A Copy of Sega Awakens' AP and RDR Postcomments powered by Disqus
Posted on Wednesday, February 27 2013 @ 12:13:09 Eastern
This is a repost of another writers' work. I do not own it or have any special rights to it.
The Ugly Side of the Business.
I know a lot of people want to believe that working at a video game developer is nothing but fun and heavenly, but guess what? It's not. There is a lot of cases like this happening, just like any other job.
I'm not commenting on my personal experiences. I have not encountered these incidents yet, thankfully. I have heard about these stories all the time. Here, I'm going to talk about two items. One old, one recent. One is semi-related, but involves SEGA. The other one does not involve SEGA, but it's a story uncommon in the business.
First, I'm going to talk about Alpha Protocol. My heart goes out to Obsidian Entertainment. There is a ton of talented people in there. Simply because they have a track record of buggy releases (thanks to bad deals from their negotiating team), does not mean everything there is garbage. That seems to be a really common misconception among gamers. Especially the so called "gamers" on GameFAQs, Gamespot, and Kotaku that believe they know everything.
Obsidian got screwed over way too many times. They got screwed by LucasArts, they got screwed by Atari, and they got screwed by SEGA.
Let me show you the source of this incident: http://www.joystiq.com/profile/4131899/
I quote this part in his article: "Sega also was a factor, because they kept changing the design requirements (yes they had heavy influence there), which never gave the producers and designers time to actually decide on one set of features to make and polish."
This is 100% true. I was not directly involved with Alpha Protocol, but my co-workers talked about it. They thought what SEGA was doing wasn't right. The game was a disaster in the making, and SEGA was doing what EA, Rockstar, and Activision has been doing for years now. It's a weird corporate mentality of the suits and other employees wanting to be the "hero" and make a bunch of money by trying to get involved with a game when they don't have the skills, and the right to do so. Those people wanted to get involved, trying to change the game, thinking it will sell like if it was Call of Duty, because they made changes to it. Instead, we got a buggy, poorly designed mess.
What about the other claims of this "tired dev"? I don't know about Chris Parker. I have not met him before. I wouldn't be surprised if he did get involved with Alpha Protocol and screwed it up.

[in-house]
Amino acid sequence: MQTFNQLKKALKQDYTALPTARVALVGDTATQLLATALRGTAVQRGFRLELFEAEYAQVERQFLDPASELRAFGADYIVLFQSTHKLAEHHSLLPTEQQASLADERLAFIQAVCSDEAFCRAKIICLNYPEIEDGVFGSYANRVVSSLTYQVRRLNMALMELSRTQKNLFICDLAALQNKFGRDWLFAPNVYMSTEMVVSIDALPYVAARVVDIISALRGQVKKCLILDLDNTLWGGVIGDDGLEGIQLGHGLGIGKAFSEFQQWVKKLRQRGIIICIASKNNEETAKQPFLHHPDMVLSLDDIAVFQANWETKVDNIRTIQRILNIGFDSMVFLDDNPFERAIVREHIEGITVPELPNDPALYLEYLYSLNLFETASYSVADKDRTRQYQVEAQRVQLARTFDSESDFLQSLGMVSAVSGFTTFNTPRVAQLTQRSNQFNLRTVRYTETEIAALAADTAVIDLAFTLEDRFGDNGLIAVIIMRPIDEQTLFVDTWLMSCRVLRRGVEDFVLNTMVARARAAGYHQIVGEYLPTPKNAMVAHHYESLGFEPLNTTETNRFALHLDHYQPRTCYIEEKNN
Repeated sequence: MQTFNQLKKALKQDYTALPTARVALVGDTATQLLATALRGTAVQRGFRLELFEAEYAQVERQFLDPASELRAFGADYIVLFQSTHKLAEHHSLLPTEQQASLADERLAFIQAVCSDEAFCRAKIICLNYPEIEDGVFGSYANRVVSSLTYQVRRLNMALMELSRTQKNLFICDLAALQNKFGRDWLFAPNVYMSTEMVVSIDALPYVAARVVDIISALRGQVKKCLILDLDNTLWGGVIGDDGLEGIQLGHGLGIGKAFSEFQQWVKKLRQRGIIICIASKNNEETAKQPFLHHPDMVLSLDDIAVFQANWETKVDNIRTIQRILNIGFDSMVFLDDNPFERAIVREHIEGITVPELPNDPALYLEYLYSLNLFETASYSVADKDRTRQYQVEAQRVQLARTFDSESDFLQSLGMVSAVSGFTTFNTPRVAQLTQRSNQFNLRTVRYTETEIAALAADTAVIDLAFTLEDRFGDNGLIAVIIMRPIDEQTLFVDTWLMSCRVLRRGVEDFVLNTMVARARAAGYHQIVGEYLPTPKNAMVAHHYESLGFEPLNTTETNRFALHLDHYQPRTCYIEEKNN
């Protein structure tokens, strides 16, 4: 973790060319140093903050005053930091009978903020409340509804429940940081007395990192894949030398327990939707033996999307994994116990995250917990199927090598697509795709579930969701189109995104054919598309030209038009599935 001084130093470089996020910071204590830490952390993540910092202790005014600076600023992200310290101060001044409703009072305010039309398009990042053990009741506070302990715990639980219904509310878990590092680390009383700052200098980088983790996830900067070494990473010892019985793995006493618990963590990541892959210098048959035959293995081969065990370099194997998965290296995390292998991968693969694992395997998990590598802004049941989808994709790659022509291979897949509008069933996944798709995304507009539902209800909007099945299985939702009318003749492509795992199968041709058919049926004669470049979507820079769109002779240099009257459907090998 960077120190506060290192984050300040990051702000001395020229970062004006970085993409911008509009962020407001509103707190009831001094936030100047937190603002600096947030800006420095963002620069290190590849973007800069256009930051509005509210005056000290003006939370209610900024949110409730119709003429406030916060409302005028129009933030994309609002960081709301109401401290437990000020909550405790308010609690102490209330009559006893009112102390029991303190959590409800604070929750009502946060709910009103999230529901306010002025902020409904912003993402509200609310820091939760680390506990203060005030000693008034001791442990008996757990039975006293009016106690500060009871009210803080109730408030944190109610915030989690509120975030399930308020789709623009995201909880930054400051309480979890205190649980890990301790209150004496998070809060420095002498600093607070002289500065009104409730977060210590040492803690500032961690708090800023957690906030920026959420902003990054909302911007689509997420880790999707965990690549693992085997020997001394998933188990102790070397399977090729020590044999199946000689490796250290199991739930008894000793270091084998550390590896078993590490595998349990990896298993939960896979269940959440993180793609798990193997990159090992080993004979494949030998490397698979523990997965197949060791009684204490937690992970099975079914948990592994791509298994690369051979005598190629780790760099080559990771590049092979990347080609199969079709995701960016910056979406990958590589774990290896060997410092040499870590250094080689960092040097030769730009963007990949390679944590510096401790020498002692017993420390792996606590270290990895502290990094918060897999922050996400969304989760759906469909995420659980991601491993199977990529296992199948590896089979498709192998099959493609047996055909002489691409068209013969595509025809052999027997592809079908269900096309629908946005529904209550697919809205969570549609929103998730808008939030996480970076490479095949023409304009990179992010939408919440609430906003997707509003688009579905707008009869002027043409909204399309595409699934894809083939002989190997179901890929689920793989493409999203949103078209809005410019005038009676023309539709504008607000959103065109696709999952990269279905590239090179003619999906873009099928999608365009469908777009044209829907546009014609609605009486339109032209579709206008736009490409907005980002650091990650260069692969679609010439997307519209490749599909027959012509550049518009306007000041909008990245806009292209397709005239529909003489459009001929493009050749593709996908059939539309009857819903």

As for his claims about it's mostly Obsidian's fault? I don't believe it. Everything really seemed stacked against Obsidian, and it has been for a while. The publishers seemed to mistreat Obsidian all the time and give them bad deals. Obsidian really needs to negotiate better deals for them so they can get the proper funding, support, and time to create a really good game.
I'm still in shock that I have to stay this but: The only company that SEEMS to have treated Obsidian well was Bethesda. I'm not a big fan of Bethesda, but I have to give them credit. They worked well with Obsidian and they delivered on a damn good game in Fallout: New Vegas. It may have been buggy on release, but it was patched up extremely well (and let's face it, Fallout 3 and Oblivion were buggy as well.) Plus, the game quality and writing is through the roof.
The person I really sorry for in all of this is Chris Avellone. The game was his baby and it got mistreated by a lot of people, SEGA included. Chris deserves much better. He will always be one of the industry's great writers and storytellers.
If there is some justice out of this incident, I believe some SEGA employees that were responsible for trying to take control of Alpha Protocol got the sack. A lot of us here at SEGA felt for Obsidian. We hope the board here doesn't make the same mistake again.
The other incident I want to talk about is Zero Dean and Red Dead Redemption.
I got to admit though, I feel like if I talk about it, I'm going to be repeating what I already said.
These incidents are not uncommon, and I feel sorry for Zero Dean. The only difference between Red Dead Redemption and Alpha Protocol is that Red Dead Redemption was a financial success. It's just a shame that Rockstar has to treat their employees this way.
This is all I'm going to say for today. I'll try to update more often. Unfortunately, I'm dealing with a cold.
Now, if Zero Dean or any other former Obsidian, or Rockstar Employees, want to work with SEGA and try to get something awesome started, then I hope the business relationship will be a great one. Hopefully the board and other people at SEGA would learn from history's mistakes.
--Bryan Danielson, January 22, 2011